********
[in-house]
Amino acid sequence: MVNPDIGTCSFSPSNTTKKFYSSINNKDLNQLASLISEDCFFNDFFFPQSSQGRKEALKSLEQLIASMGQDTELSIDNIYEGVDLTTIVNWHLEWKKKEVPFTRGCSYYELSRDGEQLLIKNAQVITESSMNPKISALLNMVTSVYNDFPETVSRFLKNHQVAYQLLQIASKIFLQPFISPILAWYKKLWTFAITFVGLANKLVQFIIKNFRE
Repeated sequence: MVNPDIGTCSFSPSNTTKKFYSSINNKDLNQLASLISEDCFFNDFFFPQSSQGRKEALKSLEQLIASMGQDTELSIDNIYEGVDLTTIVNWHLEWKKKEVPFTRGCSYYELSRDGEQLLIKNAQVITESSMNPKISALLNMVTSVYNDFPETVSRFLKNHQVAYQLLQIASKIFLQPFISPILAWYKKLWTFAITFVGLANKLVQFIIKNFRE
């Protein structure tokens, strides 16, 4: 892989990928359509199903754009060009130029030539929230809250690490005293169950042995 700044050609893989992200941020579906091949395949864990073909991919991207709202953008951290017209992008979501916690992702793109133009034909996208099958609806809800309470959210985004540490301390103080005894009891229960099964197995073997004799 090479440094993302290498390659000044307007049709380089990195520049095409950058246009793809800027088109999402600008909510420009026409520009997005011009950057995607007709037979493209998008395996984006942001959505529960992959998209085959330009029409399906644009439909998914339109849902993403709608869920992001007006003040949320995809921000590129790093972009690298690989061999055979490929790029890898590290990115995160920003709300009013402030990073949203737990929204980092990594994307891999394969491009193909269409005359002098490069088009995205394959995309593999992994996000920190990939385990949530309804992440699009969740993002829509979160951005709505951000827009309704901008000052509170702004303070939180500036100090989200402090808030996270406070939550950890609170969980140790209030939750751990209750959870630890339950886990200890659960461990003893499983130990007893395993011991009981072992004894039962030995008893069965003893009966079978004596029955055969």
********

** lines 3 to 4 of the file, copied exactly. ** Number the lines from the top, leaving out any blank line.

Repeated sequence: MVNPDIGTCSFSPSNTTKKFYSSINNKDLNQLASLISEDCFFNDFFFPQSSQGRKEALKSLEQLIASMGQDTELSIDNIYEGVDLTTIVNWHLEWKKKEVPFTRGCSYYELSRDGEQLLIKNAQVITESSMNPKISALLNMVTSVYNDFPETVSRFLKNHQVAYQLLQIASKIFLQPFISPILAWYKKLWTFAITFVGLANKLVQFIIKNFRE
């Protein structure tokens, strides 16, 4: 892989990928359509199903754009060009130029030539929230809250690490005293169950042995 700044050609893989992200941020579906091949395949864990073909991919991207709202953008951290017209992008979501916690992702793109133009034909996208099958609806809800309470959210985004540490301390103080005894009891229960099964197995073997004799 090479440094993302290498390659000044307007049709380089990195520049095409950058246009793809800027088109999402600008909510420009026409520009997005011009950057995607007709037979493209998008395996984006942001959505529960992959998209085959330009029409399906644009439909998914339109849902993403709608869920992001007006003040949320995809921000590129790093972009690298690989061999055979490929790029890898590290990115995160920003709300009013402030990073949203737990929204980092990594994307891999394969491009193909269409005359002098490069088009995205394959995309593999992994996000920190990939385990949530309804992440699009969740993002829509979160951005709505951000827009309704901008000052509170702004303070939180500036100090989200402090808030996270406070939550950890609170969980140790209030939750751990209750959870630890339950886990200890659960461990003893499983130990007893395993011991009981072992004894039962030995008893069965003893009966079978004596029955055969």